Michael Schumacher Coverage Shows Best and Worst Sides of Social Media

Oliver Harden@@OllieHardenFeatured ColumnistApril 26, 2014

SAKHIR, BAHRAIN - APRIL 06:  Lewis Hamilton of Great Britain and Mercedes GP celebrates in parc ferme after winning the Bahrain Formula One Grand Prix at the Bahrain International Circuit on April 6, 2014 in Sakhir, Bahrain.  (Photo by Paul Gilham/Getty Images)
Paul Gilham/Getty Images

For something stereotypically used by those with more keyboard buttons than sense, social media has played quite an instrumental role since Michael Schumacher suffered a skiing accident last December.

In the four months since the seven-time world champion was admitted to hospital in Grenoble, France, the Formula One corner of Twitter has resembled a Schumi shrine.

All, from his colleagues and his rivals to his many millions of followers and fans, have used the platform to express just what Michael Schumacher means to them. Best wishes have littered cyberspace, while his supporters have recalled memories of the finest moments of the German’s 21-year F1 career, painting the picture of an enduring icon.

The high esteem in which Schumacher is held has led to campaigns such as #Red4Schumi, an initiative that encouraged the Twitterati to wear red items of clothing—in tribute to the colour scheme of Schumacher’s helmet—on the day of his 45th birthday in January, which fell only five days after the accident that left him in an induced coma.

On the very same day, Ferrari, the team with which Schumacher claimed five consecutive world championships between 2000 and 2004, encouraged the German’s pilgrims to hold a silent vigil outside the hospital.

Having quickly spread through word of retweet, the scene at Grenoble on 3 January was more reminiscent of that on race day morning at the Autodromo Internazionale Enzo e Dino Ferrari in Imola or the Autodromo Nazionale Monza than a French hospital.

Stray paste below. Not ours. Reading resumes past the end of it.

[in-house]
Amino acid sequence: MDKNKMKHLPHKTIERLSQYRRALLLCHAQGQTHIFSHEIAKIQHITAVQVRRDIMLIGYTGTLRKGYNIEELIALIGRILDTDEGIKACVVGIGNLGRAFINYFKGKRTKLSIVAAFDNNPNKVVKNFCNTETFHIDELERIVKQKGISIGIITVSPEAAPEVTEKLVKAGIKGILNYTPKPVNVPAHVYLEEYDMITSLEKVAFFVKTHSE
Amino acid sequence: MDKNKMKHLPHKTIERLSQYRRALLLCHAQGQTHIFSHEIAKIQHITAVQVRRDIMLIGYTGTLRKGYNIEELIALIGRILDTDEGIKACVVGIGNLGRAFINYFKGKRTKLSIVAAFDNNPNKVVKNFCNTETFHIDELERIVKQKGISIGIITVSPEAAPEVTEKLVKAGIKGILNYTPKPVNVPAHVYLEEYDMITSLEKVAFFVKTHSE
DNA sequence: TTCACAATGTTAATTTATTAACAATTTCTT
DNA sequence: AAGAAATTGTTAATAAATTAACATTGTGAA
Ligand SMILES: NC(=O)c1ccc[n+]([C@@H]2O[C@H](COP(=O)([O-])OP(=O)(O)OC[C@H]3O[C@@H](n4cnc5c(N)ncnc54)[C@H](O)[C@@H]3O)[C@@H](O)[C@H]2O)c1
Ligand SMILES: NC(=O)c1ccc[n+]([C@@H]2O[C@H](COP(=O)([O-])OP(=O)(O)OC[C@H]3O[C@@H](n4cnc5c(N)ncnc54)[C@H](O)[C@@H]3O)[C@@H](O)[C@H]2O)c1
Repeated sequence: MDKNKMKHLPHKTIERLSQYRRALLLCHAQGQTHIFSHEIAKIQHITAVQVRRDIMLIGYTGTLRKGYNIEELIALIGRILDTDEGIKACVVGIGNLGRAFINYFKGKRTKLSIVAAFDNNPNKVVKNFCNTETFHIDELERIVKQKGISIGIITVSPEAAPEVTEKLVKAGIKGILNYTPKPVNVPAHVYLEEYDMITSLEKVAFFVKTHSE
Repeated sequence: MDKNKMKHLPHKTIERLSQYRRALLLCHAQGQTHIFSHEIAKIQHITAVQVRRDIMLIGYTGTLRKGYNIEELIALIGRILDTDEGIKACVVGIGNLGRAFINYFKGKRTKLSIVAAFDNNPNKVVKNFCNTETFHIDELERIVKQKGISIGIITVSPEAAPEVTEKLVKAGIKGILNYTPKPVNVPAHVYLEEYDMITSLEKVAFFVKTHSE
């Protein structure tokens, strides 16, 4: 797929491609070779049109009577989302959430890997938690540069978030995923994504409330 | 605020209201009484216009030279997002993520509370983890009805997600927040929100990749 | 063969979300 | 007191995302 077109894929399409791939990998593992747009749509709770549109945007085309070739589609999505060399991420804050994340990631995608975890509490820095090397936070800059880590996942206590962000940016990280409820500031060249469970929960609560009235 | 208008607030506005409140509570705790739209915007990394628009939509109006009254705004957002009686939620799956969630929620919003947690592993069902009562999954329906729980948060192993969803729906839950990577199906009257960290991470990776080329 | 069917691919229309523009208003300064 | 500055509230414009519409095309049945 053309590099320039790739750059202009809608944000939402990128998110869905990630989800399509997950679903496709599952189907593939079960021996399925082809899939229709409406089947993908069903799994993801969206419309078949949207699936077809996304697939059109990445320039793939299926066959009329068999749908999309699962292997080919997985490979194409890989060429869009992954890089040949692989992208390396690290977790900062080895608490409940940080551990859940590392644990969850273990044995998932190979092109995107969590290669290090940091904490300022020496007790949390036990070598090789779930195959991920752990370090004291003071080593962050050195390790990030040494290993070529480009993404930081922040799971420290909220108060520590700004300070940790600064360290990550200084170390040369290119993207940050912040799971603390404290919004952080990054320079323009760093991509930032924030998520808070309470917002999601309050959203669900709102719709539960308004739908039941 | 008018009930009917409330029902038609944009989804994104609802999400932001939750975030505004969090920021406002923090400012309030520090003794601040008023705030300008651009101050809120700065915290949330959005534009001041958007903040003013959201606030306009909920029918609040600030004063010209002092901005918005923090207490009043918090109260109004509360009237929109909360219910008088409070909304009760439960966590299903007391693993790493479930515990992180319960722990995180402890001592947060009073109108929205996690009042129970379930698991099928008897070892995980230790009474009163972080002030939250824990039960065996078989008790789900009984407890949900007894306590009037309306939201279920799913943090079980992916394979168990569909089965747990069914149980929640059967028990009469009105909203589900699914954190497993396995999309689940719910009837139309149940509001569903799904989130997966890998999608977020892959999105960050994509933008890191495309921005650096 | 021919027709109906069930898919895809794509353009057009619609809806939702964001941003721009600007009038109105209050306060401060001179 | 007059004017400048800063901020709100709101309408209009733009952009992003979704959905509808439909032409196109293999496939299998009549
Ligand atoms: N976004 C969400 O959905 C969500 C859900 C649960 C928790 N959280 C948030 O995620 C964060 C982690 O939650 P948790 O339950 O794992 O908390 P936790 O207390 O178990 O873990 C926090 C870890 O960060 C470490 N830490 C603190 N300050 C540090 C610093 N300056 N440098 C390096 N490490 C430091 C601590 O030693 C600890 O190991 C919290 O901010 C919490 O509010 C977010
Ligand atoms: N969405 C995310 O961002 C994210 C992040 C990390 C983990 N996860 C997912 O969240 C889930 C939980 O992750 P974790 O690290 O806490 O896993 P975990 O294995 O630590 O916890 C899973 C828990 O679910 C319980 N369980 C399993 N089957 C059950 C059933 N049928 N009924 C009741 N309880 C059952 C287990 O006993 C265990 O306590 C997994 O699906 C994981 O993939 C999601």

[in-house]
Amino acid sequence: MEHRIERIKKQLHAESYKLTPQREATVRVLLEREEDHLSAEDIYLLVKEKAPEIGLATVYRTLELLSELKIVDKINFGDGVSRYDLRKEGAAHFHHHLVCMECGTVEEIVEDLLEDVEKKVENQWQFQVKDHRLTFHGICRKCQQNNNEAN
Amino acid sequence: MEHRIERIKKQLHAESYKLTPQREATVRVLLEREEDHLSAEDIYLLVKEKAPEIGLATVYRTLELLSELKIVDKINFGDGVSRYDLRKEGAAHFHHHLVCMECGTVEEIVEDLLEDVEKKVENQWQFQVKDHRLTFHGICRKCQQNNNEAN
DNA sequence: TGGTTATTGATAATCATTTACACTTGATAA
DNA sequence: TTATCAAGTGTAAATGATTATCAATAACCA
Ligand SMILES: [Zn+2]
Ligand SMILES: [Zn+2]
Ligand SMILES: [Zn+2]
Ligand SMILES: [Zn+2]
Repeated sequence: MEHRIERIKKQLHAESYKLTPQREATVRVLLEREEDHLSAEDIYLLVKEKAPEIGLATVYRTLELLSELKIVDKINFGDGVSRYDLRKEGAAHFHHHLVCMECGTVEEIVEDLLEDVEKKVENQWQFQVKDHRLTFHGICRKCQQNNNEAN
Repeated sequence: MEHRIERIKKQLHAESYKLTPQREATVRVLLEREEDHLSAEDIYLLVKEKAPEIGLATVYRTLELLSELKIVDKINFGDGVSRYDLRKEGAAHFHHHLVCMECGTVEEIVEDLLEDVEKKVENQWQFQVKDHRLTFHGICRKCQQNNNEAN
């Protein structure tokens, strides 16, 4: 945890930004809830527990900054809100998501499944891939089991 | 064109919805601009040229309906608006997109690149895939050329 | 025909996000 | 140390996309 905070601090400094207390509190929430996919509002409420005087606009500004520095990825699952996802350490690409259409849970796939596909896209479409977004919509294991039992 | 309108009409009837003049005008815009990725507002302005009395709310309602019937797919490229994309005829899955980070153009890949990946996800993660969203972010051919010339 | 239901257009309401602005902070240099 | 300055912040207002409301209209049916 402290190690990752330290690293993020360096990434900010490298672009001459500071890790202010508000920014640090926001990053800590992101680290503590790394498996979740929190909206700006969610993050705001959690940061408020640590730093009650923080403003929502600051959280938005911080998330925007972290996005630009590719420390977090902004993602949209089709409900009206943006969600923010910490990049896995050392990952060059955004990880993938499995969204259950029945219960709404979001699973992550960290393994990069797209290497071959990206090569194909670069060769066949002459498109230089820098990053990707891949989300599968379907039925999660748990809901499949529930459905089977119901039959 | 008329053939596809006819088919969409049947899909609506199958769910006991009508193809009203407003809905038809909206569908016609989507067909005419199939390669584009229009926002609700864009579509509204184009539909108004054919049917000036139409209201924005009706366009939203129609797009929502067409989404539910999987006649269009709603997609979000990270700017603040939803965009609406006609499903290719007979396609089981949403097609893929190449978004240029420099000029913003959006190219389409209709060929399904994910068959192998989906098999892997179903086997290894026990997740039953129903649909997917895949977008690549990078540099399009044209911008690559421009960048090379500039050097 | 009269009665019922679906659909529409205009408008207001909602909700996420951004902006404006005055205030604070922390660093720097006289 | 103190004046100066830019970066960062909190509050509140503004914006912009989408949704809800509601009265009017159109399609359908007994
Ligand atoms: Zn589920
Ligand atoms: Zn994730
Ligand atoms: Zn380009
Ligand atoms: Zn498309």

Social media’s ability to bring people together extended into the new F1 season itself, with Mercedes planting a #KeepFightingMichael message on the headrests, which tend to be a favourable spot for sponsors, of both their W05 cars.

That Nico Rosberg and Lewis Hamilton won each of the first four grands prix of the season between them in dominant fashion, for a team for which Schumacher provided a baseline between 2010 and 2012, was fitting.

Furthermore, it provided the most instructive lesson of this troubled time: Even when he appears beaten, fighting the most difficult battle of his life, Michael Schumacher is still a winner.

The widespread desperation to see Schumacher return to a state of health, however complete, has regrettably led to the emergence of false reports in the last few months.

The most recent of which appeared this week, with First Post reporting how a number of tweeters had become carried away with the “news” that Schumacher had finally woken from his coma and recognised Corinna, his wife of 19 years.

The uproar surrounding this development, though, was soon dampened when Bild’s Nicola Pohl revealed that she had been in contact with Sabine Kehm, Schumacher’s manager, who was forced into dismissing yet another round of lies.

That’s the problem with desperation, you know—it can cause us to do stupid things.

Even the career of Schumacher himself was partly defined by moments of desperation, such as his title-deciding lunges at Damon Hill and Jacques Villeneuve in 1994 and 1997 respectively and his parking manoeuvre at Monaco’s Rascasse corner in 2006.